Something to look forward to, then!

Their "Exhibit 6" :

exhibit6.jpg

Edited by Tired of Waiting

Share this post


Link to post
Share on other sites

Very interesting - thanks.

You're welcome.

So, let's not forget to include July 13 in our calendars.

Now, back to the article:

"Their central contention — the UK’s recently-acquired reputation as a safe haven is totally bonkers."

:o

"Safe haven" ? !

"Safe haven" ? ! ? ! ? !

:blink:

Are they bonkers?!?!?!?!

Jeeez!

Edited by Tired of Waiting

Share this post


Link to post
Share on other sites

Someone once said the UK was well placed to weather the storm, its hard working families would prevail.

Share this post


Link to post
Share on other sites

PFI.......... B)

The "unfunded civil service pension liabilities" are much bigger than PFI :

* (3) Missing liabilities: There exists a broad range of liabilities that are debt, yet not captured in national accounts. To take one example, in March 2008 the UK Government Actuary Department valued the government’s unfunded civil service pension liabilities – the contractual claims on government accumulated to date by civil servants – at £770 billion. That is 53% of GDP. There are different ways this liability can be calculated (and it will be particularly sensitive to the discount rate assumed). Further, PFI liabilities and the contingent liabilities acquired over the financial crisis could also be added to the mix for example. We list some of the existing estimates on the scale of some of these items in Exhibit 6.

Exhibit 6:

exhibit6.jpg

Share this post


Link to post
Share on other sites

Reportedly total debt, including off-balance sheet debt and unfunded liabilities are nearly 8 Trillion pounds. More than 8 times the level reported as the national debt which they say is 924Bn!

This country, like the US and Europe is sitting on a massive debt bomb, the likes of which have never been seen on this scale.

When it goes off it's party time! B)

Share this post


Link to post
Share on other sites

Reportedly total debt, including off-balance sheet debt and unfunded liabilities are nearly 8 Trillion pounds. More than 8 times the level reported as the national debt which they say is 924Bn!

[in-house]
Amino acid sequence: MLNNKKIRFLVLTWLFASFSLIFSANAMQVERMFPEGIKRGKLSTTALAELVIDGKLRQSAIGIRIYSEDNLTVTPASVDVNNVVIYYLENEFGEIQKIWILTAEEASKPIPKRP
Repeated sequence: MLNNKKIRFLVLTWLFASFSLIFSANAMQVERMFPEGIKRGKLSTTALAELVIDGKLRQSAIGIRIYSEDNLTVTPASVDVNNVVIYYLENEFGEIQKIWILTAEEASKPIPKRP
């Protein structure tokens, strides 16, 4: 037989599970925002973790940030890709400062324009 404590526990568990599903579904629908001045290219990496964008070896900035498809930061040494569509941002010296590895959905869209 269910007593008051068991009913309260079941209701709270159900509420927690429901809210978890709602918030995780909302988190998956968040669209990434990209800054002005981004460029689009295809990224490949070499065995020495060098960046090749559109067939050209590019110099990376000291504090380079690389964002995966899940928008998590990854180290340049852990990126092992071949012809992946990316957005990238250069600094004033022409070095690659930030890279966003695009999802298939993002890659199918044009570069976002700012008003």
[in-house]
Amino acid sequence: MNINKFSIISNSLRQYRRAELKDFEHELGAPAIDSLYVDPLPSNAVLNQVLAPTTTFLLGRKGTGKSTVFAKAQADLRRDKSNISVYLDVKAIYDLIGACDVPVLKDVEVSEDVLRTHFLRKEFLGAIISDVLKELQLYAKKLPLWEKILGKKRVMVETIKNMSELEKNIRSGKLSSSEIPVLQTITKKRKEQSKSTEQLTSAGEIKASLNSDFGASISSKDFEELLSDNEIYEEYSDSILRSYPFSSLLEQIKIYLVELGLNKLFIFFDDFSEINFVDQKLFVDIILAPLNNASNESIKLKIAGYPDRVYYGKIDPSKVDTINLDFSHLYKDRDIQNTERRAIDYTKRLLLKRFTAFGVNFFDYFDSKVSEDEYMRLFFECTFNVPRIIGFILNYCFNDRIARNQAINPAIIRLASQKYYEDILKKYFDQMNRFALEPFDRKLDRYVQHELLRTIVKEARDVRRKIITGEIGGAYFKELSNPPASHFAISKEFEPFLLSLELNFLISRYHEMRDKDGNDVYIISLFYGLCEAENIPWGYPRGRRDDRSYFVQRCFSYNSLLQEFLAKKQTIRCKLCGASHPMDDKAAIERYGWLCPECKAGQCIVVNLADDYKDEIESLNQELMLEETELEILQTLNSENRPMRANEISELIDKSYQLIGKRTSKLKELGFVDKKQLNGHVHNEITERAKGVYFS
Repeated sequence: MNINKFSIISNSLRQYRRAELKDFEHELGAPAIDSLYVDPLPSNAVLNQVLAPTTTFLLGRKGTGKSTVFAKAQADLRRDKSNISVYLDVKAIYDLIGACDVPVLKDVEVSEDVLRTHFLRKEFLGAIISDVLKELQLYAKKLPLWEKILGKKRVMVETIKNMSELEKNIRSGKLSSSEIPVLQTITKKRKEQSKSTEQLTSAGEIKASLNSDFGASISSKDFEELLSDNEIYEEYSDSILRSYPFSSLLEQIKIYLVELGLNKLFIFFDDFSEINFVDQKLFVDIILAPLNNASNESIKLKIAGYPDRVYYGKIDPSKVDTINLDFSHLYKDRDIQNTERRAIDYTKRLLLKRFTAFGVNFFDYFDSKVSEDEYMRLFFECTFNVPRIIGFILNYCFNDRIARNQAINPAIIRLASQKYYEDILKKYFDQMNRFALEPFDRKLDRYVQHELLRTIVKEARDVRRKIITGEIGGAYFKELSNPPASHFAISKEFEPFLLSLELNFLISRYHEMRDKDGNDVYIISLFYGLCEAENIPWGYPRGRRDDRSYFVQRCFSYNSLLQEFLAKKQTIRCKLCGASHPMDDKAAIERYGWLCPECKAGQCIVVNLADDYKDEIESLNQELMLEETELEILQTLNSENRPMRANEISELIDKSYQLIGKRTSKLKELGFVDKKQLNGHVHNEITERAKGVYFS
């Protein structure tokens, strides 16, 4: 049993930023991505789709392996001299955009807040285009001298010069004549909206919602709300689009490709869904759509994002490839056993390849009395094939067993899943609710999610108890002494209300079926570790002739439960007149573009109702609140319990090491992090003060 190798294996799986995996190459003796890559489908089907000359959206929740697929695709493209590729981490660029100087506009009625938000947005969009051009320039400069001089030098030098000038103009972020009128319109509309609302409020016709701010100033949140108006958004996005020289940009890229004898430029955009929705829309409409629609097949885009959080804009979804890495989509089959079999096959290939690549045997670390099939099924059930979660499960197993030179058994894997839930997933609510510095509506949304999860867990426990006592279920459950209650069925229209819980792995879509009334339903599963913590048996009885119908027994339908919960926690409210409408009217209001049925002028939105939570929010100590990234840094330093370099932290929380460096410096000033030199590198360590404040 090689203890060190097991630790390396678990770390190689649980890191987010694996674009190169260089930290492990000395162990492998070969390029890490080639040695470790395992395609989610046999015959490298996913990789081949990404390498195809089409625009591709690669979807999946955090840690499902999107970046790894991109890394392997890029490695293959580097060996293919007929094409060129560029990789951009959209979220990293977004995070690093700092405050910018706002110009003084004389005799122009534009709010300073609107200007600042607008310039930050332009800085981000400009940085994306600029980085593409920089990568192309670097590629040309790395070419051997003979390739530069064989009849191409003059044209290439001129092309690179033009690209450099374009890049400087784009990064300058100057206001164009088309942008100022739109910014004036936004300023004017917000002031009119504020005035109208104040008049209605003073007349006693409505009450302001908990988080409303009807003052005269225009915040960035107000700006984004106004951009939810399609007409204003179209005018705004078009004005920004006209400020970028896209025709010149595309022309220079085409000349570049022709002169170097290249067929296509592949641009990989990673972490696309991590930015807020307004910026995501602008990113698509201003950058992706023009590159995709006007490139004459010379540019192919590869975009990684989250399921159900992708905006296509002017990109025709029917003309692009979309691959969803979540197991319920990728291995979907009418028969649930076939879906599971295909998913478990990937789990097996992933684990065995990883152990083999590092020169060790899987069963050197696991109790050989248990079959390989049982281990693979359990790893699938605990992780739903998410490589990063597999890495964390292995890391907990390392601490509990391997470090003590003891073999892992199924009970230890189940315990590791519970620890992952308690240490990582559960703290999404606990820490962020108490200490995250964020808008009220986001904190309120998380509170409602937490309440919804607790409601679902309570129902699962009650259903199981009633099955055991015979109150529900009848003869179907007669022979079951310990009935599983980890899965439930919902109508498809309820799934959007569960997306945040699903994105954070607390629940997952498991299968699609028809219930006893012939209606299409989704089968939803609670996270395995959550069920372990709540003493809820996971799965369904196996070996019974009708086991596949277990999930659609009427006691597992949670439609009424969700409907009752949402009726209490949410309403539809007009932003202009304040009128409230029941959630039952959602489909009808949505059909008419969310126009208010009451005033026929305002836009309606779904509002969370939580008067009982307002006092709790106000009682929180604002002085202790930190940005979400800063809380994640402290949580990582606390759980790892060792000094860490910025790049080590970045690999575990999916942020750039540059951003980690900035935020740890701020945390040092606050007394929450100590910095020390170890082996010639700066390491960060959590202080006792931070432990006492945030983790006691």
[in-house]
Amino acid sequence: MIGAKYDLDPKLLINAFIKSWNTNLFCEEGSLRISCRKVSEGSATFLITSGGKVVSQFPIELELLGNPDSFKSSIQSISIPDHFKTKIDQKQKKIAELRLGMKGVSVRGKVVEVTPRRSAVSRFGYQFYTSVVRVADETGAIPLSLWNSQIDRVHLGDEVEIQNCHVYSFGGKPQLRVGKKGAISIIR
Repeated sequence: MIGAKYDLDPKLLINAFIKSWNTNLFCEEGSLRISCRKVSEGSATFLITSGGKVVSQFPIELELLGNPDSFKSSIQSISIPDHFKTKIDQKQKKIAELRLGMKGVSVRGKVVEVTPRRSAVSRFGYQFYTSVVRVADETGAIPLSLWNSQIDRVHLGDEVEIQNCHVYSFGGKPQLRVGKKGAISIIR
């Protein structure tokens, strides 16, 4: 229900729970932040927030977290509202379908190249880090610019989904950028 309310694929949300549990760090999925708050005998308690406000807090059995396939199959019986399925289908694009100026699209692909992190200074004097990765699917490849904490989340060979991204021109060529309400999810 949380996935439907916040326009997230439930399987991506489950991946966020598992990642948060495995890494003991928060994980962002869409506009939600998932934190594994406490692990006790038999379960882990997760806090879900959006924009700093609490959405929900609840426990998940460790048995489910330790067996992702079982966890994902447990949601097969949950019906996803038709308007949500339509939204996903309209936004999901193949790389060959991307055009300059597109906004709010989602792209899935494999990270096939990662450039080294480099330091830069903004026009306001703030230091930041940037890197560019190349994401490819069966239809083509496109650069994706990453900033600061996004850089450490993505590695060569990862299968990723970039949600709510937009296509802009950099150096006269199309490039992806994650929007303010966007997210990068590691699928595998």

This country, like the US and Europe is sitting on a massive debt bomb, the likes of which have never been seen on this scale.

When it goes off it's party time! B)

8 trillion sounds like a vast exaggeration. Gov debt is probably around £1.6 trillion, similar to the UK GDP. And that is already a lot. But the worst here is the total national debt = gov. + households + companies. The highest in the world - if we have already overtaken Japan for the 1st prize.

Share this post


Link to post
Share on other sites

8 trillion sounds like a vast exaggeration. Gov debt is probably around £1.6 trillion, similar to the UK GDP. And that is already a lot. But the worst here is the total national debt = gov. + households + companies. The highest in the world - if we have already overtaken Japan for the 1st prize.

You might find corporate assets actually match the government debt in the UK (don't know). I've seen charts for the US where the public sector debt is matched by corporate cash (or assets, can't remember which). You can chart the improvement in corporate cash, in line with deterioration with of public sector balances. The money has to go somewhere. We have discussed it before on here.

I am in no means suggesting that UK debt is repaid by raiding the corporates cash piles, but clearly there is some potential for boosting the economy via private investment (should the opportunities present themselves) assuming they don't invest the cash all abroad.

Edited by Sir John Steed

Share this post


Link to post
Share on other sites

You might find corporate assets actually match the government debt in the UK (don't know). I've seen charts for the US where the public sector debt is matched by corporate cash (or assets, can't remember which). You can chart the improvement in corporate cash, in line with deterioration with of public sector balances. The money has to go somewhere. We have discussed it before on here.

I am in no means suggesting that UK debt is repaid by raiding the corporates cash piles, but clearly there is some potential for boosting the economy via private investment (should the opportunities present themselves) assuming they don't invest the cash all abroad.

Yes, we had some data about debt in these 2 posts:

http://www.housepricecrash.co.uk/forum/index.php?showtopic=153952&view=findpost&p=2771813

http://www.housepricecrash.co.uk/forum/index.php?showtopic=153952&view=findpost&p=2771835

But I don't know who are the creditors though. Not even if they are domestic or foreign.

But capital has no nationality. If we create a good business environment then not only UK capital will invest here but we'll attract also international capital. On the other hand, if we keep messing up...

Edited by Tired of Waiting

Share this post


Link to post
Share on other sites

When it goes off it's party time! B)